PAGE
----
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AROUND SLOVAKIA - BRATISLAVA

City's fountains start spurting again

FOUR of Bratislava's main fountains were switched on again on April 1. The city's other fountains, which are managed by the City Organisation Paming, will gradually join them over the next few weeks. Among them will be the Fountain for Zuzana on Kupeckého Street in Ružinov, which should receive its post-reconstruction premiere soon, the Pravda daily reported.

The Fountain for Zuzana is finally back in action.(Source: SITA)

FOUR of Bratislava's main fountains were switched on again on April 1. The city's other fountains, which are managed by the City Organisation Paming, will gradually join them over the next few weeks. Among them will be the Fountain for Zuzana on Kupeckého Street in Ružinov, which should receive its post-reconstruction premiere soon, the Pravda daily reported.

"The main fountains are put into operation on the first day of April. Others will follow them gradually, until Saturday, April 26," said Zdenka Turzíková, head of the department of infrastructure at Paming.

On April 1, the water in Roland's Fountain on the Main Square began flowing, as did the water of the fountain in front of the Slovak National Theatre, at Františkánske Square, and the one near the Old Market Hall.

In total, there are more than fifty fountains in Bratislava, most of them in the Old Town, which has 31. Eleven more are in Ružinov, five in Karlova Ves and the rest in Rača, Nové Mesto and Dúbravka. The oldest fountain in the city is Maximilián's Fountain, also known as Roland's, on the Main Square. It was built in 1572 by the stone-mason Ondrej Luttringer from Altenburg, Germany.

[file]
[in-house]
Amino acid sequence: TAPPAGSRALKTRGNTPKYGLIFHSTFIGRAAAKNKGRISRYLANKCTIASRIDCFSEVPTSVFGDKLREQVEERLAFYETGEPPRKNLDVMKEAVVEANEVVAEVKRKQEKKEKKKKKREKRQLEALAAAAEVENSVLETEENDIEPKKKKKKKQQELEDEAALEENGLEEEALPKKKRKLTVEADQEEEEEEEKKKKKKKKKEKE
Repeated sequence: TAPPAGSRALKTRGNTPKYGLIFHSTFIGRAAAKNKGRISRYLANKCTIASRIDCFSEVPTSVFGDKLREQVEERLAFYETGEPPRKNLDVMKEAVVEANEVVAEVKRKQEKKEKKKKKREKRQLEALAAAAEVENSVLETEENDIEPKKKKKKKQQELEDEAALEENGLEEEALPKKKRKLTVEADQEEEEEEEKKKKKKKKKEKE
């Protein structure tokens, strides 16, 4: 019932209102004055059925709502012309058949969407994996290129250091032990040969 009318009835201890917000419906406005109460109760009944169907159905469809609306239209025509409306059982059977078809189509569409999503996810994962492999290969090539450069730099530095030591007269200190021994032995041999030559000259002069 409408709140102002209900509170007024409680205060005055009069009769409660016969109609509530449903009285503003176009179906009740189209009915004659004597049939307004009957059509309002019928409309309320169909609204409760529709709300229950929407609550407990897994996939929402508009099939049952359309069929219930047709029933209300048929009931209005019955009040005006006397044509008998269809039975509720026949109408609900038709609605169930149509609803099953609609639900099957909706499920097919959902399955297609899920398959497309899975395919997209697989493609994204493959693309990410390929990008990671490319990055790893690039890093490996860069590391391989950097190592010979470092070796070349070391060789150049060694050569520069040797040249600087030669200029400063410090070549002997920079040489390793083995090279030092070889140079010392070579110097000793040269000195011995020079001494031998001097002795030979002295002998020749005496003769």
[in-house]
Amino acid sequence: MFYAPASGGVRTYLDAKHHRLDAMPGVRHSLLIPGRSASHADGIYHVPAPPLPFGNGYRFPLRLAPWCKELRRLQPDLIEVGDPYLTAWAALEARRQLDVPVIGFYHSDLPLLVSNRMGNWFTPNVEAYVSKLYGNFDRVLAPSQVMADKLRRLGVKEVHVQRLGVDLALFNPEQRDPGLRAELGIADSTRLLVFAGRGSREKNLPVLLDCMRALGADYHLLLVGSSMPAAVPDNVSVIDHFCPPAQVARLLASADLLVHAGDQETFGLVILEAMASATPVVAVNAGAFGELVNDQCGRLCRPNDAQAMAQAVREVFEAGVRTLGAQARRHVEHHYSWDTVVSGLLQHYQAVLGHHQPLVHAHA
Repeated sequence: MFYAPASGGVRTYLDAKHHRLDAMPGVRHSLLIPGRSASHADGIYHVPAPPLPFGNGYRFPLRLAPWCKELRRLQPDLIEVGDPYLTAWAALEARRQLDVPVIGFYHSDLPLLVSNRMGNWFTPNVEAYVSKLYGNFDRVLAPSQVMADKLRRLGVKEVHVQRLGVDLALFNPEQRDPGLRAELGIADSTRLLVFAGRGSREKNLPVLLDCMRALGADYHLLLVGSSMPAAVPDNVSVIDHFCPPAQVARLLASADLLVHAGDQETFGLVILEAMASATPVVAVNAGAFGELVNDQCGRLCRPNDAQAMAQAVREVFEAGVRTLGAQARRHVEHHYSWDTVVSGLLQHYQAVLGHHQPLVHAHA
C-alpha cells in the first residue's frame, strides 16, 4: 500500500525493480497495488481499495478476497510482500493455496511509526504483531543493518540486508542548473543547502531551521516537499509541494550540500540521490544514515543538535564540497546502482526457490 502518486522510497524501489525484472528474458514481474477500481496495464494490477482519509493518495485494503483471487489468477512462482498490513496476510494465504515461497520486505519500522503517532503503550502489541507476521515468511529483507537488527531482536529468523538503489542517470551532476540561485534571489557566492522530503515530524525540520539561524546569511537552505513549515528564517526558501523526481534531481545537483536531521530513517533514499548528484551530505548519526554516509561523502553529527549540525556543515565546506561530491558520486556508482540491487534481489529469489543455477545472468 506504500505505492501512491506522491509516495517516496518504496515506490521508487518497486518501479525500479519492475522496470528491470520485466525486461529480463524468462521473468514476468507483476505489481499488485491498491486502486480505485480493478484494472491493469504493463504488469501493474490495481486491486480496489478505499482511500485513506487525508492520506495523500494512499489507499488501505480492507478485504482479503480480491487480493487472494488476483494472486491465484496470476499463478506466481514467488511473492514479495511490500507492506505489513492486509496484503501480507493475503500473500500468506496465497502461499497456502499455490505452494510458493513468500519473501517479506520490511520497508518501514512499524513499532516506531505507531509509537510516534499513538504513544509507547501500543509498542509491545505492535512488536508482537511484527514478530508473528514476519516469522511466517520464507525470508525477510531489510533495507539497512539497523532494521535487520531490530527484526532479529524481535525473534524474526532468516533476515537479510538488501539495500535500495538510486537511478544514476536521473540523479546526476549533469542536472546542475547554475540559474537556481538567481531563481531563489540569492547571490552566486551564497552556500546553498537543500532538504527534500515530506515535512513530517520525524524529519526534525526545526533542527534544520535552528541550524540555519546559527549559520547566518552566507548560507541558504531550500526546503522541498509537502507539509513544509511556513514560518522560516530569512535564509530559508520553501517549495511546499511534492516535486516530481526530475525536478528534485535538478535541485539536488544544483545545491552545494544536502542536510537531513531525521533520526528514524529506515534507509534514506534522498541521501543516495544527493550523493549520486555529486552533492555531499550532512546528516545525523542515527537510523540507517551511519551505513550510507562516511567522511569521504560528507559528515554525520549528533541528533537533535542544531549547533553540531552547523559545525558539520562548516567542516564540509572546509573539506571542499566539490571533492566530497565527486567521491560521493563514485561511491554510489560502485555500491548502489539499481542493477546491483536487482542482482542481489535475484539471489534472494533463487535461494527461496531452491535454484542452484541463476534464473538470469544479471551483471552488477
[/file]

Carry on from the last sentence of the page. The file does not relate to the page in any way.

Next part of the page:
The rebuilt Fountain for Zuzana, which was until last year just a dilapidated vestige of the successful 1985 film of the same name, was due to begin working some time around April 7, Turzíková said.

In recent months, it has undergone a total reconstruction, including the connection to its own water supply.

The fountains are put out of operation every year, from about the end of October. In November, Paming employees 'winterise' them, covering them with so-called skirts which protect not only the stone body but also the water pipes against frost. They also prevent thieves from getting at lamps and valuable bronze sculptures. After the skirts are removed in the spring, technicians check the fountains are ready to be turned back on.

The estimated annual cost for the operation of Bratislava's fountains exceeds Sk3.5 million, of which about Sk1.5 million pays for energy and water, the rest being for maintenance.

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